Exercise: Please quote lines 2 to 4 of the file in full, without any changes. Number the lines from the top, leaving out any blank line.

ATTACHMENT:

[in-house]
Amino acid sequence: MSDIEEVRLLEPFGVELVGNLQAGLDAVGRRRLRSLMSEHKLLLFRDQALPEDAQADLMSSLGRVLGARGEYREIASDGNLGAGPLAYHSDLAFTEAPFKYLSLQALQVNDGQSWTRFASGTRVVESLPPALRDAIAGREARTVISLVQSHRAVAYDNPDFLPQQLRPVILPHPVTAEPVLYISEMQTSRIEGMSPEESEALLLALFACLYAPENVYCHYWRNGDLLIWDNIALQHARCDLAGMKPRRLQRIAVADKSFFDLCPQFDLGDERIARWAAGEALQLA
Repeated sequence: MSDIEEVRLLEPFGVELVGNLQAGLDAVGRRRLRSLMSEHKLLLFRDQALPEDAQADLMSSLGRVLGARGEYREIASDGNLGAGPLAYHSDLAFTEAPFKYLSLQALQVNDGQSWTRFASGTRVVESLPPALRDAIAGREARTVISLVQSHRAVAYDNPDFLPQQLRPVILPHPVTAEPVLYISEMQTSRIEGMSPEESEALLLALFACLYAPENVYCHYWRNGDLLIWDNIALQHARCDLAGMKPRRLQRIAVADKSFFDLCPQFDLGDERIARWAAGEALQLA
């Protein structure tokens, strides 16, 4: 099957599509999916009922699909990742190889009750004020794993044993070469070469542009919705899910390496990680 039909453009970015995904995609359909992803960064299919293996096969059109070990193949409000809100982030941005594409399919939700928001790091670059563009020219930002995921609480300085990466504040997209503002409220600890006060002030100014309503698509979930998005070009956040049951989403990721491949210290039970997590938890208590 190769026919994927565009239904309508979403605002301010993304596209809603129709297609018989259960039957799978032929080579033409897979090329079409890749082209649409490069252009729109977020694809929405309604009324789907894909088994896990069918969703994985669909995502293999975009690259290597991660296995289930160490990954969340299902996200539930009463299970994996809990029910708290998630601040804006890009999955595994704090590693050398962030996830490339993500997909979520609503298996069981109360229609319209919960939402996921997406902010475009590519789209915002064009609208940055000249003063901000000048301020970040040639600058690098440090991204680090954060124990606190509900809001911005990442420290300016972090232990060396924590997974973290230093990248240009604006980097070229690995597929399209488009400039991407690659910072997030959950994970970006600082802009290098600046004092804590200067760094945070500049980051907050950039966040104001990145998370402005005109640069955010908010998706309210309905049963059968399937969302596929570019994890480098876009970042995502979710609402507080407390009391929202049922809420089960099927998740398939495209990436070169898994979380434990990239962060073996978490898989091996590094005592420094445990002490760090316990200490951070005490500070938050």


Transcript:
Amino acid sequence: MSDIEEVRLLEPFGVELVGNLQAGLDAVGRRRLRSLMSEHKLLLFRDQALPEDAQADLMSSLGRVLGARGEYREIASDGNLGAGPLAYHSDLAFTEAPFKYLSLQALQVNDGQSWTRFASGTRVVESLPPALRDAIAGREARTVISLVQSHRAVAYDNPDFLPQQLRPVILPHPVTAEPVLYISEMQTSRIEGMSPEESEALLLALFACLYAPENVYCHYWRNGDLLIWDNIALQHARCDLAGMKPRRLQRIAVADKSFFDLCPQFDLGDERIARWAAGEALQLA
Repeated sequence: MSDIEEVRLLEPFGVELVGNLQAGLDAVGRRRLRSLMSEHKLLLFRDQALPEDAQADLMSSLGRVLGARGEYREIASDGNLGAGPLAYHSDLAFTEAPFKYLSLQALQVNDGQSWTRFASGTRVVESLPPALRDAIAGREARTVISLVQSHRAVAYDNPDFLPQQLRPVILPHPVTAEPVLYISEMQTSRIEGMSPEESEALLLALFACLYAPENVYCHYWRNGDLLIWDNIALQHARCDLAGMKPRRLQRIAVADKSFFDLCPQFDLGDERIARWAAGEALQLA
């Protein structure tokens, strides 16, 4: 099957599509999916009922699909990742190889009750004020794993044993070469070469542009919705899910390496990680 039909453009970015995904995609359909992803960064299919293996096969059109070990193949409000809100982030941005594409399919939700928001790091670059563009020219930002995921609480300085990466504040997209503002409220600890006060002030100014309503698509979930998005070009956040049951989403990721491949210290039970997590938890208590 190769026919994927565009239904309508979403605002301010993304596209809603129709297609018989259960039957799978032929080579033409897979090329079409890749082209649409490069252009729109977020694809929405309604009324789907894909088994896990069918969703994985669909995502293999975009690259290597991660296995289930160490990954969340299902996200539930009463299970994996809990029910708290998630601040804006890009999955595994704090590693050398962030996830490339993500997909979520609503298996069981109360229609319209919960939402996921997406902010475009590519789209915002064009609208940055000249003063901000000048301020970040040639600058690098440090991204680090954060124990606190509900809001911005990442420290300016972090232990060396924590997974973290230093990248240009604006980097070229690995597929399209488009400039991407690659910072997030959950994970970006600082802009290098600046004092804590200067760094945070500049980051907050950039966040104001990145998370402005005109640069955010908010998706309210309905049963059968399937969302596929570019994890480098876009970042995502979710609402507080407390009391929202049922809420089960099927998740398939495209990436070169898994979380434990990239962060073996978490898989091996590094005592420094445990002490760090316990200490951070005490500070938050």